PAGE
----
Pacific Pivot, Taiwan Fulcrum Maritime Taiwan and Power Transition in Asia

May 1, 2014
The US Strategic Pivot to Asia and Cross-Strait Relations: Economic and Security Dynamics

The banner headline of the Communist Party’s flagship newspaper was printed in large bold characters:  “Promoting the establishment of a powerful maritime nation” (海洋强国) is “a major component of the mission of socialism with Chinese characteristics.”  Thus spake Party General Secretary Xi Jinping on August 1, 2013, a date celebrated in China as “Army Day.”  General Secretary Xi’s choice of Army Day for his declaration signaled that this was not a mere civilian goal, but  more significantly a military one. While the General Secretary acknowledged that China had thus far been more of a “major continental nation,” Twenty-First Century China now has “broad strategic maritime interests.” China “absolutely will not abandon its legitimate rights, still less will it sacrifice its core national interests.”[1] 

So, the world can take it as a given that “Building China into a Great Maritime Power” is now a core mission of the Chinese Communist Party. It is the opening stage of a “power transition” in Asia and the Pacific between China as the rising superpower and the United States as the status quo hegemon.  China now explicitly seeks a “new type of major-country relationship” with the United States, and China is fully aware that “major country relationships” in the past have been marked by “inevitable confrontation.”[2]

This is new.  For three millennia, through successive dynasties, kingdoms and confederations, the entity we today call “China” has been an immovably giant force in human civilization.  There have been centuries at a time when it was the most powerful empire on earth.  There were other centuries at a time when it was a conquered domain of barbarian invaders.  But never in all those millennia, with one brief exception, was China a maritime power. This is about to change.  

And in all those millennia, the island of Taiwan had been more or less inconsequential in human affairs.  But in the past century, that too has changed.  

In the twenty-first century, as both China and the United States embark on their separate “pivots to the Pacific,” Beijing certainly sees Taiwan as an essential element of maritime power projection in Asia and Pacific: “the ‘Lock on the Chain’ is Taiwan,” explained Youth Reference, a popular weekly published by the Communist Youth League in Beijing.[3]   But, as we shall see, Washington does not.  

This chapter considers Taiwan’s maritime importance to Pacific security in the context of power transition in the Asia-Pacific region, and suggests that the America’s bruited “pivot to the Pacific” ultimately must fail if Washington can find no place in it for Taiwan.  


For a mere flicker of time six centuries ago, between 1405 and 1433, China did rule the seas.  Seven great "treasure fleets" under commission of the Ming emperor Yongle (永樂) transited the Taiwan Strait fourteen times.  Each armada included sixty of the most colossal oceanic sailing ships the world had ever seen – or would see for the next four centuries.  Each was escorted by two hundred or so smaller support and trading vessels.  On each of seven voyages, Yongle's most trusted eunuch, the Han-Moslem admiral Zheng He (鄭和), commanded about 27,000 soldiers, seamen, diplomats and merchants on missions to various South Sea tributary kingdoms, scattered overseas Chinese colonies and distant realms as far as Hormuz and the Persian Gulf with exploratory expeditions even to Africa’s eastern shores.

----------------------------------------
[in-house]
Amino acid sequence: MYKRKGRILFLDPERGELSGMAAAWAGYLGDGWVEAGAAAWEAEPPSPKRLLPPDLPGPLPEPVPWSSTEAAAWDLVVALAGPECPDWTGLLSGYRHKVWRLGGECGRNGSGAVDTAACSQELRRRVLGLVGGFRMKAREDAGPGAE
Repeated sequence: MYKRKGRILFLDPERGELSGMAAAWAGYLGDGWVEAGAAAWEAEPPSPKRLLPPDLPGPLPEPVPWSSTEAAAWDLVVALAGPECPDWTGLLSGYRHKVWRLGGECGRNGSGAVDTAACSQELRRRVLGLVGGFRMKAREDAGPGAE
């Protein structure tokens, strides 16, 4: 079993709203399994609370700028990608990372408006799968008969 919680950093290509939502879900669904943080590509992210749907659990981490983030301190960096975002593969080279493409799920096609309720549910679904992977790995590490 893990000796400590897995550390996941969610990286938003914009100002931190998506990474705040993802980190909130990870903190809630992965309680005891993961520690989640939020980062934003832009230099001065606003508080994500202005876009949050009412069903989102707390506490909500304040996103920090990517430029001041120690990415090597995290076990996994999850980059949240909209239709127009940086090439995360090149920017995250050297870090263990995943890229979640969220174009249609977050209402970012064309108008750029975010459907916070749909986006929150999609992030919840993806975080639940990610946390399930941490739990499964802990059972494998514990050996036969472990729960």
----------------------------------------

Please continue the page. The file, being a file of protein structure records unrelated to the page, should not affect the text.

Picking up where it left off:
This, then, was the Ming Dynasty’s brief “pivot to the Indies.” The rising power, Tamerlane’s central Asian empire menaced the status quo hegemon Ming from its vast landmass in the west.  To counter it, Zheng He intended to outflank Tamerlane by sea and to find and recruit Islamic allies to his rear in the Gulf.[4] 

For twenty-seven years, a blip in China’s history, Zheng He's fleets made regular embassies to kingdoms in the southern ocean, his marine warriors battled rebels in Indonesia and Ceylon, his consuls lent imperial legitimacy to Chinese communities throughout Southeast Asia's islands.  “All nations under heaven,” it was recorded, sent tribute to the Yongle Emperor. The Ming History (明實錄) asserts “there was no one who did not present precious objects.”[5]  

No one, that is, except the headhunting aboriginal nations on Taiwan.  From the Ming Empire’s coastal waters, Treasure Fleet captains certainly spied across the Strait to the east snowy mountain ranges above distant mists on clear, breezy sailing days in those smog-free centuries before industrialization. Yet, the island of Taiwan (known in later Ming times by Chinese transliterations of aboriginal names such as Beigang [北港] or Jilong [雞籠] or even “Great Ryukyu” [大琉球] ) was never mentioned with Zheng He's missions.  Surely the mighty imperial treasure fleets had the wherewithal and the opportunity to pacify Taiwan if they were so inclined.  Instead they bypassed it.

And why not?  Even in the seventeenth century, savage Taiwan was “beyond the pale of civilization” (化外之地)[6], only emptiness lay beyond it.  It was a strategic gateway to nowhere.  Ming China’s naval ambitions rather attended to the “South Sea” routes bound for the “Great Western Ocean” of the Indies and Araby, not to the unending vastness of the unknown Pacific.